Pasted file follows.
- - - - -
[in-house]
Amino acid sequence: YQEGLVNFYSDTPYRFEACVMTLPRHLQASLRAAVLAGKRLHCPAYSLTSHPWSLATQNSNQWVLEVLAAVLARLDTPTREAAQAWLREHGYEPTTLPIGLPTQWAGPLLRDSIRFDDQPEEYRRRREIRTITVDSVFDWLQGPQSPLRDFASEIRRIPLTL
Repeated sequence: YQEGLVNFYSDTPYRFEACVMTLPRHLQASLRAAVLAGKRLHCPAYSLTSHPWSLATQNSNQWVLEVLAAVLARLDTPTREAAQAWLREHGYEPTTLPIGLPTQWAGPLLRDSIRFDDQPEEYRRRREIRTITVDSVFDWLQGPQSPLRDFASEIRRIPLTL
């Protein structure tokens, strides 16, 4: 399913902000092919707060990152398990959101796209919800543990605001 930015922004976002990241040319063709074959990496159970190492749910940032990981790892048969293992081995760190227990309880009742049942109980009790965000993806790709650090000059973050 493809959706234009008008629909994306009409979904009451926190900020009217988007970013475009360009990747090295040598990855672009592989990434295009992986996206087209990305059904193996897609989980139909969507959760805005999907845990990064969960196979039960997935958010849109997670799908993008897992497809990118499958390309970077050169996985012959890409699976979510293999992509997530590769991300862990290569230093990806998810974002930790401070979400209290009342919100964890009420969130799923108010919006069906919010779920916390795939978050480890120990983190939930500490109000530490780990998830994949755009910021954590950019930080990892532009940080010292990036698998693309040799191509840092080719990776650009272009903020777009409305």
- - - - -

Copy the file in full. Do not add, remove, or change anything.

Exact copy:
[in-house]
Amino acid sequence: YQEGLVNFYSDTPYRFEACVMTLPRHLQASLRAAVLAGKRLHCPAYSLTSHPWSLATQNSNQWVLEVLAAVLARLDTPTREAAQAWLREHGYEPTTLPIGLPTQWAGPLLRDSIRFDDQPEEYRRRREIRTITVDSVFDWLQGPQSPLRDFASEIRRIPLTL
Repeated sequence: YQEGLVNFYSDTPYRFEACVMTLPRHLQASLRAAVLAGKRLHCPAYSLTSHPWSLATQNSNQWVLEVLAAVLARLDTPTREAAQAWLREHGYEPTTLPIGLPTQWAGPLLRDSIRFDDQPEEYRRRREIRTITVDSVFDWLQGPQSPLRDFASEIRRIPLTL
């Protein structure tokens, strides 16, 4: 399913902000092919707060990152398990959101796209919800543990605001 930015922004976002990241040319063709074959990496159970190492749910940032990981790892048969293992081995760190227990309880009742049942109980009790965000993806790709650090000059973050 493809959706234009008008629909994306009409979904009451926190900020009217988007970013475009360009990747090295040598990855672009592989990434295009992986996206087209990305059904193996897609989980139909969507959760805005999907845990990064969960196979039960997935958010849109997670799908993008897992497809990118499958390309970077050169996985012959890409699976979510293999992509997530590769991300862990290569230093990806998810974002930790401070979400209290009342919100964890009420969130799923108010919006069906919010779920916390795939978050480890120990983190939930500490109000530490780990998830994949755009910021954590950019930080990892532009940080010292990036698998693309040799191509840092080719990776650009272009903020777009409305």